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MUST READ: An ex-minister's anguished letter to the PM

Last updated on: January 03, 2013 17:51 IST

Lamenting the decline in polity, Trinamool Congress Member of Parliament Dinesh Trivedi on Thursday demanded that cases against politicians should be tried in fast-track courts and quick verdict should be delivered in them "to clean up our own house".

In a letter to Prime Minister Manmohan Singh, he also demanded that the government not allow anyone except the President and the prime minister to use 'power symbols' like beacon lights or other privileges.

"The need of the hour is to recognise that somewhere we have failed to live up to the expectations of the founding fathers of our great democracy. We need to clean up our own house, the legislature. As per available information, there are many legislators with serious criminal records.

"Their cases should be tried by fast-track courts so that either they are acquitted if proven not guilty, or convicted, as there is no place for a single legislator with a criminal record to be either in assembly or Parliament," he said.

Referring to the recent gangrape and brutal assault of a 23-year-old girl, who died in December, he said such incidents appear to be just the tip of the iceberg, as there must be innumerable unreported incidences of sexual harassment at the workplace, home and religious organisations.

"Crime is on the rise and I can say with a lot of concern that if this continues without immediate check, then we could lose the very essence of democracy. To my mind, these incidences are just the symptoms of a cancer which is taking deep root in India," he said.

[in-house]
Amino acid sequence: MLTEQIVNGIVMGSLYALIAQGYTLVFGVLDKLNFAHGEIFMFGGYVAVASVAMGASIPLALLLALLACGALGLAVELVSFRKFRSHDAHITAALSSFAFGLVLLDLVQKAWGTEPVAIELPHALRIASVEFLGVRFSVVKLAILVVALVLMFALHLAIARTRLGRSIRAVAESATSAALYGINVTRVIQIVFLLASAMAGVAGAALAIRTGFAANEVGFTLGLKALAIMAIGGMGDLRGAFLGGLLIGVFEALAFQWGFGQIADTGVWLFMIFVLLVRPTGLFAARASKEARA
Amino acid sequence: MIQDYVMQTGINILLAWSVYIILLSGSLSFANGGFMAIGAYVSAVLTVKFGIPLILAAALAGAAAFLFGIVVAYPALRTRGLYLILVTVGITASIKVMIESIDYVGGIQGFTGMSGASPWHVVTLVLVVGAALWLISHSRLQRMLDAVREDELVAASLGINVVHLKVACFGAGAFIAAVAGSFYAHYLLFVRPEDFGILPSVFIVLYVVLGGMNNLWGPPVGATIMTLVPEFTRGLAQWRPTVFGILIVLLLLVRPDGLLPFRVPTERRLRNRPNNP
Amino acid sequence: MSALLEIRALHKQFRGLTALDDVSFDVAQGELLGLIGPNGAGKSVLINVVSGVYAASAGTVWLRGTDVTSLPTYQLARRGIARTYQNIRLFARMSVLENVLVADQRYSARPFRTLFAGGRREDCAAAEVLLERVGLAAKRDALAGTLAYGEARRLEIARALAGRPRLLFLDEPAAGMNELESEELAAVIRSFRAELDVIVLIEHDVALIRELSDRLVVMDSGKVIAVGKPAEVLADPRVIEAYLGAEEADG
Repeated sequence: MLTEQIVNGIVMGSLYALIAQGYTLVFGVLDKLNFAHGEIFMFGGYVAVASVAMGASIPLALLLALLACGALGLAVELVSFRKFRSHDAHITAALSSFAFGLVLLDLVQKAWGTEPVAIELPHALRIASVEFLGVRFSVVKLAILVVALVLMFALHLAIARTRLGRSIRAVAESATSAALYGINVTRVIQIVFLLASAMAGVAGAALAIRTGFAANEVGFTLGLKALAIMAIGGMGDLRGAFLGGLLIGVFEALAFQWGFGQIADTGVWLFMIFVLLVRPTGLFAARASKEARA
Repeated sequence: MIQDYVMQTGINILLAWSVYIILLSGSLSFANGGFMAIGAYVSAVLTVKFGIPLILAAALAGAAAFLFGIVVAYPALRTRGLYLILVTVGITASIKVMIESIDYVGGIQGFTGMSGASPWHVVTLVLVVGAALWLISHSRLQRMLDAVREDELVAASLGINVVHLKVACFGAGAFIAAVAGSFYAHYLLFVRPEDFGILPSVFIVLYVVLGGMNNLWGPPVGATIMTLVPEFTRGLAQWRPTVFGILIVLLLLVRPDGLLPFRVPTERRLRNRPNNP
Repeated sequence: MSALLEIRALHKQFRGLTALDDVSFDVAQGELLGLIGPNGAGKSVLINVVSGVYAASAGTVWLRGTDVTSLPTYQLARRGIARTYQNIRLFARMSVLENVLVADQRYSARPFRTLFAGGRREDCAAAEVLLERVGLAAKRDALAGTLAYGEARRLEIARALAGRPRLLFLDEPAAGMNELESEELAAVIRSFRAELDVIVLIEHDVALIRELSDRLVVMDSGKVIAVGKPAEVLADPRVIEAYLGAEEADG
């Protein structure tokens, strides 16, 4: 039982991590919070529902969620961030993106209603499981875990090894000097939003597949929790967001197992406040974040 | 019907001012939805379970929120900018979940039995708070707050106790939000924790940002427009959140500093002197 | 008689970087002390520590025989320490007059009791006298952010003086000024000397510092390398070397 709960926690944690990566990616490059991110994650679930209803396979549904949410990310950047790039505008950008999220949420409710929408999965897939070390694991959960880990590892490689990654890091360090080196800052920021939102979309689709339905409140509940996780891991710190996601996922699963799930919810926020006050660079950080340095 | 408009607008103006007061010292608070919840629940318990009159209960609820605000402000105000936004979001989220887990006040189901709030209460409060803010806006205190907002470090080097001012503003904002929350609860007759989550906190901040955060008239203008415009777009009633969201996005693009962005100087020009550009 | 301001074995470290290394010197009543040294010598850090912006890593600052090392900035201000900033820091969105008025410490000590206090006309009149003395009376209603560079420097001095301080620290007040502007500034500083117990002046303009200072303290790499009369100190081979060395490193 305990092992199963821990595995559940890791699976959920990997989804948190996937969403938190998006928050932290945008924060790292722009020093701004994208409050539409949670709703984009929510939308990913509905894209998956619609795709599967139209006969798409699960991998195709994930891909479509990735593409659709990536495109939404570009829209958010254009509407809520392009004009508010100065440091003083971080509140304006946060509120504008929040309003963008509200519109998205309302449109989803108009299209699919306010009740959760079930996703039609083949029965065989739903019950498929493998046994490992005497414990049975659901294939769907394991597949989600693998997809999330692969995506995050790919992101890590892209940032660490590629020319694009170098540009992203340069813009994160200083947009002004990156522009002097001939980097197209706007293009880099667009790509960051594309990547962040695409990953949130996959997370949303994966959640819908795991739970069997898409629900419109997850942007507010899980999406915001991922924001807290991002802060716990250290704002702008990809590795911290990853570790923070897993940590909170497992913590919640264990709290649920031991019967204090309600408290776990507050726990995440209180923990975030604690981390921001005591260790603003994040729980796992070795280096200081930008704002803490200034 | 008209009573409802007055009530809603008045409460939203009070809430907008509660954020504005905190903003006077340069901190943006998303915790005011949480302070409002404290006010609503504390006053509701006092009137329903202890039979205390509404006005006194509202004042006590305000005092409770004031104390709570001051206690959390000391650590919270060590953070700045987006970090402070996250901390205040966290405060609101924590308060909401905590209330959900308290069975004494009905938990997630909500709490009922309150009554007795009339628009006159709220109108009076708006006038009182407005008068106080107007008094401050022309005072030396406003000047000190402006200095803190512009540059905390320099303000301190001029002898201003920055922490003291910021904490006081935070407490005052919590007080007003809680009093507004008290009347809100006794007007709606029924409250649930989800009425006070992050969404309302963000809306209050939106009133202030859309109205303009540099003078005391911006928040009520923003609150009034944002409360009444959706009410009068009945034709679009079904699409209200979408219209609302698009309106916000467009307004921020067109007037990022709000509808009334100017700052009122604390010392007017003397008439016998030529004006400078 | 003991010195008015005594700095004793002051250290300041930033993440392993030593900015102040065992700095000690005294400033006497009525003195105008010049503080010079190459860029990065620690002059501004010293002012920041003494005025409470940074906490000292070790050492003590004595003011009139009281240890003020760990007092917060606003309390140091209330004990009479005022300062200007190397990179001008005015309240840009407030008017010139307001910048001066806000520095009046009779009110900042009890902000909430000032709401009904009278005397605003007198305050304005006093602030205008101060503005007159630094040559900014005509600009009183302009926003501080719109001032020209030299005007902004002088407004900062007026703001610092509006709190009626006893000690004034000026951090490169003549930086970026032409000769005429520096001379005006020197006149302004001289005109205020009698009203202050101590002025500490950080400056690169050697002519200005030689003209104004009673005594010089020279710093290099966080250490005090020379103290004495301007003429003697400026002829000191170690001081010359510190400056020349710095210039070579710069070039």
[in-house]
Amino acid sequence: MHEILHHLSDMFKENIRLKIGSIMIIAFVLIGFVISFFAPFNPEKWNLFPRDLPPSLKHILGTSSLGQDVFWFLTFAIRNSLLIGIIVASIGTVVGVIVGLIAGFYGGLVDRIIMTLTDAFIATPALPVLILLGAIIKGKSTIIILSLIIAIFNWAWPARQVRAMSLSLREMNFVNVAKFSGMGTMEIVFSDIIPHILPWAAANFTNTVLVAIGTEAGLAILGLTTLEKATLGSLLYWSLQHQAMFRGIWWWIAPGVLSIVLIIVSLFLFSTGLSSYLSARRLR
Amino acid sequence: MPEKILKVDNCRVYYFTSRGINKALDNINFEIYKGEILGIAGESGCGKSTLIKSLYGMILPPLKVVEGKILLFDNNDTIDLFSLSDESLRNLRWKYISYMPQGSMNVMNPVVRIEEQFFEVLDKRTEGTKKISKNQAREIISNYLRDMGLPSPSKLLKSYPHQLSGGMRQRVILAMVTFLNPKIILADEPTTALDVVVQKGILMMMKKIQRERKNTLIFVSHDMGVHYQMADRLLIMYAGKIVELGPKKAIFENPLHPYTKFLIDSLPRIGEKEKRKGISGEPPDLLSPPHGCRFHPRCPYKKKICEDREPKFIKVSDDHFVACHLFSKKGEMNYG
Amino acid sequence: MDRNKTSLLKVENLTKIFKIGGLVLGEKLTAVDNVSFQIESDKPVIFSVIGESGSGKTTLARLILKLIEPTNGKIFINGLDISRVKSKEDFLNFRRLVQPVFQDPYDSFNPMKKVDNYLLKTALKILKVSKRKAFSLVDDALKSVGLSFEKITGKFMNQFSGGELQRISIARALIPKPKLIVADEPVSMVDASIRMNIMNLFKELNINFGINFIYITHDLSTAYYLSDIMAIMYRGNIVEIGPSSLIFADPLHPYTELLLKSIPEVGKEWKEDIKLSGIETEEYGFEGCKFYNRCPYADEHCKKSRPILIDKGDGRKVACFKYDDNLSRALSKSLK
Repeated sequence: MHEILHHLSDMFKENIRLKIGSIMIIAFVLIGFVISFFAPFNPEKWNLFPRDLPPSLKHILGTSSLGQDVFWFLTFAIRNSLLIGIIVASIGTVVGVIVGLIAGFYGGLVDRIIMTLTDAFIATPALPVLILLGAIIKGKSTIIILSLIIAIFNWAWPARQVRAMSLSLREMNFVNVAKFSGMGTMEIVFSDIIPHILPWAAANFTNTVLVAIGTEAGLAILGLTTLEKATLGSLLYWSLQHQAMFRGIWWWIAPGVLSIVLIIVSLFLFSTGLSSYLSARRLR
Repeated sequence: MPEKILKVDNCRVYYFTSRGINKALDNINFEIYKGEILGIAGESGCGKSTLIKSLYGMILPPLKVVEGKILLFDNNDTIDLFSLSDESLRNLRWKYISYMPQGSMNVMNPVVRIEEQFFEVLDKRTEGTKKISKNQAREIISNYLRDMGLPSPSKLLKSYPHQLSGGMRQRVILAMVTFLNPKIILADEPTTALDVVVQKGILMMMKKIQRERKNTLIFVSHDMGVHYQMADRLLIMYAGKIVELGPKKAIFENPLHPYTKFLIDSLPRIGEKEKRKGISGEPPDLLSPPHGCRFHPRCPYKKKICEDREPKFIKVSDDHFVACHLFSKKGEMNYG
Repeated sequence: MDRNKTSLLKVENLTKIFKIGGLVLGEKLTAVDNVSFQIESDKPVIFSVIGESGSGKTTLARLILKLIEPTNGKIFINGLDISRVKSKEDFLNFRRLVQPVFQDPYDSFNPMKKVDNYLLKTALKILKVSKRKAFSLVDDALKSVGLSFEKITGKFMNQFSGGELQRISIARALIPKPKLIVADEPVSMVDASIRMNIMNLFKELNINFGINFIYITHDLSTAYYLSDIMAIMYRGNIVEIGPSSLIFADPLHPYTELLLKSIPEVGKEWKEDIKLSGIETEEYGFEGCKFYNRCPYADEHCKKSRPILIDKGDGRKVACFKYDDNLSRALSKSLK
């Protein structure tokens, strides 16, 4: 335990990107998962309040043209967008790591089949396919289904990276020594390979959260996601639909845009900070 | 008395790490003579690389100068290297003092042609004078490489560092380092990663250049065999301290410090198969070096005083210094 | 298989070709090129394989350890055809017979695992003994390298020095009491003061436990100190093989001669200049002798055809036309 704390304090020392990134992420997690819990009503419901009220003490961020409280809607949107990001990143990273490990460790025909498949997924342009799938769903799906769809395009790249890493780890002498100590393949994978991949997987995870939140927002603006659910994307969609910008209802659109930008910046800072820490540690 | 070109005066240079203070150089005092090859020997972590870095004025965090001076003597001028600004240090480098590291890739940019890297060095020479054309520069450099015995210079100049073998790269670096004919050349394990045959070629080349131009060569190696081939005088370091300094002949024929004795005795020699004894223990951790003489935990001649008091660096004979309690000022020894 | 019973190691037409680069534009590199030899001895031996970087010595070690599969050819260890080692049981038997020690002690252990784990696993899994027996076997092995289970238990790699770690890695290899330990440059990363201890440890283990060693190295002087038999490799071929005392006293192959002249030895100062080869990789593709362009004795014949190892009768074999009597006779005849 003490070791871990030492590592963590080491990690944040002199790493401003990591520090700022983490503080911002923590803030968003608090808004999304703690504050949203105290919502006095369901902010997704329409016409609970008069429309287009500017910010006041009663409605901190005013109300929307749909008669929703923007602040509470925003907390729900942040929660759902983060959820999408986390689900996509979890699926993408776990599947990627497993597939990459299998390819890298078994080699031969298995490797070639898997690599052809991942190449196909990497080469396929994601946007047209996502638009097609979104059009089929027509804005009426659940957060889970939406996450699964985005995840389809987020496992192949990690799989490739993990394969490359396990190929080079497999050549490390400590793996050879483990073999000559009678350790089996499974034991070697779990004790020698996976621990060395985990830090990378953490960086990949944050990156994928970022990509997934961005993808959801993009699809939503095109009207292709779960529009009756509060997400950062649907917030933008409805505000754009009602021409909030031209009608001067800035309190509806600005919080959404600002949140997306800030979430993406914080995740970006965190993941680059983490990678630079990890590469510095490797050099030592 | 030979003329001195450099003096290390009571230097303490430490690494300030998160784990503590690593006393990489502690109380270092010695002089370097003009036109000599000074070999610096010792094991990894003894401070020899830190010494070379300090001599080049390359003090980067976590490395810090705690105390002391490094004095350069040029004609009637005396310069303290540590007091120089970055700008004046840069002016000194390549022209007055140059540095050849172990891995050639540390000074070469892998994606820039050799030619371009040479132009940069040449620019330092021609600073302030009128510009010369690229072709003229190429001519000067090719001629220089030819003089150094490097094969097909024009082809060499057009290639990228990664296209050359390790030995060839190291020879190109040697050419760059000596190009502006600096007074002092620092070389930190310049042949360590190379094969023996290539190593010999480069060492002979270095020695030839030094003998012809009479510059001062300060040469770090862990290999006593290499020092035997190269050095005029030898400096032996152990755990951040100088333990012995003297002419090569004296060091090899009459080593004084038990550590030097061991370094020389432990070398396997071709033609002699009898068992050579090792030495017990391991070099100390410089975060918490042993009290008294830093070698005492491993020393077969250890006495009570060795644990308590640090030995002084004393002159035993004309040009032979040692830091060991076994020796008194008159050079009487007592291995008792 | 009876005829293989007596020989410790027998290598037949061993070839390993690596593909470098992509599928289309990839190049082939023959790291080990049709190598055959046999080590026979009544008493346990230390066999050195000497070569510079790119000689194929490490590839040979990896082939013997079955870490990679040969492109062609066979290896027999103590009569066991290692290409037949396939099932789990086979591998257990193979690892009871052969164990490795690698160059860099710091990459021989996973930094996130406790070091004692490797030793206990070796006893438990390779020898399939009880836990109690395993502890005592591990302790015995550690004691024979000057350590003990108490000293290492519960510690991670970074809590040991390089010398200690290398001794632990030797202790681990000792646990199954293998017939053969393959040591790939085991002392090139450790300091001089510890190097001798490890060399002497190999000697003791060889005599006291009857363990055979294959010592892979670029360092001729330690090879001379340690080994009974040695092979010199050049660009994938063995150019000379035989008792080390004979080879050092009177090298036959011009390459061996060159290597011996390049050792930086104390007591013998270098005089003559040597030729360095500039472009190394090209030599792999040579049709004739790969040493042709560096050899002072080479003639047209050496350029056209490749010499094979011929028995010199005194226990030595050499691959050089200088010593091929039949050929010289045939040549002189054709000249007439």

"We should come together and seriously introspect to find solutions rather than apportion blame," he said.

Trivedi said it is of utmost importance that Parliament should function the way it is supposed to, without acrimony.

Unfortunately, he said, Parliament is getting reduced to a "mockery and hooliganism" and the Speaker is "virtually terrorised".

"The politicians today appear to be serving their political parties first rather than the nation; their priority must be country first. I strongly feel a legislator must take an oath of allegiance first to the country along with the Constitution before entering Parliament or legislative assembly," the former railway minister said.

The bottom line is that the entire bureaucracy and police have been "completely politicised" and the system works only
for their political masters -- be it chief ministers or Union ministers in the Cabinet, Trivedi said.

 "Slowly but surely the common man is losing faith in democratic institutions such as Parliament, CBI, CAG, Judiciary etc, despite these institutions having a good number of capable and honest people," he said.

"One of the few steps that can be taken immediately is to do away with the show of power symbols, especially the privileges of the political class, such as beacon lights, the right of way to ministers and VIPs, pilot cars. The only exception could be that of the President and prime minister, and that too within civil limits. I hope you as the prime minister will realise the danger signals hovering over our nation which need to be addressed immediately before this cancer consumes our democracy and we all are left only to regret," he said